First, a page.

Leah Vukmir (copy)

Sen. Leah Vukmir speaks at a hearing at the State Capitol in Madison.

AMBER ARNOLD — State Journal archives

A debate in the Wisconsin Legislature could affect the prices consumers see on store shelves. But while some say the proposal would result in better bargains for shoppers, others say consumers would ultimately get a bad deal.

What is the Unfair Sales Act?

The 75-year-old state law, also known as the minimum markup law, bans retailers from selling items below cost. Wisconsin is one of 16 states that have minimum markup laws with price protections for retailers, according to the National Conference of State Legislatures.

Why does it exist?

The law is based on the argument that selling goods below cost is a form of deceptive advertising, taking patronage away from retailers who keep fair prices, "ultimately resulting in lessened competition and market disruption," according to the state Department of Agriculture, Trade and Consumer Protection. It was passed in 1939, on the heels of the Great Depression, to protect small businesses from encroaching large retailers.

What products are covered by the law?

The law covers general merchandise. It also implements a mandatory markup on alcohol and tobacco products and motor vehicle fuel.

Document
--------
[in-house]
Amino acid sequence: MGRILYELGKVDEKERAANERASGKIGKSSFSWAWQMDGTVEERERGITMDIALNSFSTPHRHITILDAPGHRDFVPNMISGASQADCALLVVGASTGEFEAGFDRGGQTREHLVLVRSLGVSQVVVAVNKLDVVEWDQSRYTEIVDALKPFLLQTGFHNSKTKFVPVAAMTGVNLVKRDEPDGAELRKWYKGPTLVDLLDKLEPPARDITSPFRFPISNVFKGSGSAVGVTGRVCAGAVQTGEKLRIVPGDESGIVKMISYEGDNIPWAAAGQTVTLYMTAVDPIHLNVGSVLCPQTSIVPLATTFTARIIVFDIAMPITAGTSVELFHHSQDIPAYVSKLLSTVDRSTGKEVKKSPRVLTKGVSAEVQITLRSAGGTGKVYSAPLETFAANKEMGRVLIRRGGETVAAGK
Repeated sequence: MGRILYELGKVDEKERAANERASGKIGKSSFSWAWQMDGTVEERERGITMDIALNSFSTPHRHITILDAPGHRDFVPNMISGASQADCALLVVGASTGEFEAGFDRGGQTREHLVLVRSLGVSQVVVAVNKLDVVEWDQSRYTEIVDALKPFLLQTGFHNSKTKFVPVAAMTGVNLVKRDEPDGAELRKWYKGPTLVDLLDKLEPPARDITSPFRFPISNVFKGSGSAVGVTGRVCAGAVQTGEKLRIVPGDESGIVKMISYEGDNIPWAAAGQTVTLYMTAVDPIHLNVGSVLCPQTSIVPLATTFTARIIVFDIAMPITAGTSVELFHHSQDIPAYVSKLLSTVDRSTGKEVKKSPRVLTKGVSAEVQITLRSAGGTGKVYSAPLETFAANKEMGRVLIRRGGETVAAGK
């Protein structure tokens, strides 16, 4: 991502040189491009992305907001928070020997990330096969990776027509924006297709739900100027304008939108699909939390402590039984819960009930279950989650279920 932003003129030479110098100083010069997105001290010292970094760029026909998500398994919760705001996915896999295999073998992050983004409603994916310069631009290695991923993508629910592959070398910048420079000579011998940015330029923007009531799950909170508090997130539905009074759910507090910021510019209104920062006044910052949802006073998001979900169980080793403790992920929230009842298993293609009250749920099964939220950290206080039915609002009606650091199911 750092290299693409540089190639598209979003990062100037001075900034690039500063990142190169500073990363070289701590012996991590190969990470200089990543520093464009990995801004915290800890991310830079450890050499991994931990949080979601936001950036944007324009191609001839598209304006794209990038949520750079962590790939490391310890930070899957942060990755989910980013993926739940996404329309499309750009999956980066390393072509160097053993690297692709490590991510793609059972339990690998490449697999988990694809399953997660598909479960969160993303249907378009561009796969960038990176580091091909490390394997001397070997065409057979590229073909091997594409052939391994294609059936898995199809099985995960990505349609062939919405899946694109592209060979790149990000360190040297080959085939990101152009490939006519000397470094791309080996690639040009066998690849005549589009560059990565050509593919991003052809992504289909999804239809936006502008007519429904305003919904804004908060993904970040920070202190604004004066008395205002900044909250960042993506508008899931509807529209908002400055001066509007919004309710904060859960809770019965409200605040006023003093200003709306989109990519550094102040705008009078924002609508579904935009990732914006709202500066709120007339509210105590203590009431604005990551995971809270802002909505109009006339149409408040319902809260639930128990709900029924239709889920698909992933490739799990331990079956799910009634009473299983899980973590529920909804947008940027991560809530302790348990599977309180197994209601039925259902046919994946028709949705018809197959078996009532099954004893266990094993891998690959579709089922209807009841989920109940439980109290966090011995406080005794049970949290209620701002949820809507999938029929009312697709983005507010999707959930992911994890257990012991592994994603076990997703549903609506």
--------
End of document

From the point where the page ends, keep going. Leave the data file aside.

What about price matching and going-out-of-business sales?

The law does allow retailers to match a competitor's price and makes exceptions for clearance and final liquidation sales. Exceptions are also made for damaged or perishable goods, contracted governmental institution sales and items sold to charities.

What's being proposed?

State Sen. Leah Vukmir, R-Wauwatosa, and Reps. Jim Ott, R-Mequon, and Dave Murphy, R-Greenville, are proposing a repeal of the law. The push to repeal has been made several times before, but has never been successful.

What's the argument for repeal?

Supporters of repealing the law say it's anti-free market. They say the law artificially inflates prices and stifles competition, hurting shoppers' pocketbooks and retailers aiming to break into a market or expand.

In a a memo seeking cosponsors for the proposal, Vukmir, Ott and Murphy wrote that the law prevents businesses from offering below-cost discounts and keeps prices "artificially high."

"The debate over repealing the Unfair Sales Act boils down to this question: Should government prevent businesses from selling their goods at low prices?" Vukmir said in an email. "This out-of-touch law affects most goods consumers buy, including everyday needs like gasoline and groceries. In a way, this regulation is a type of tax placed on the poorest among us — those who are trying to find the best deals to stretch their families' budgets as far as they can go."

Who else supports repealing the Unfair Sales Act?

Big-box stores like Walmart say the law keeps them from offering the lowest-possible prices, and AAA says it keeps gas prices higher than they ought to be. Supporters also say the law can drive business out of Wisconsin, when consumers turn to the internet or other states to find better deals, especially in cases like Black Friday sales.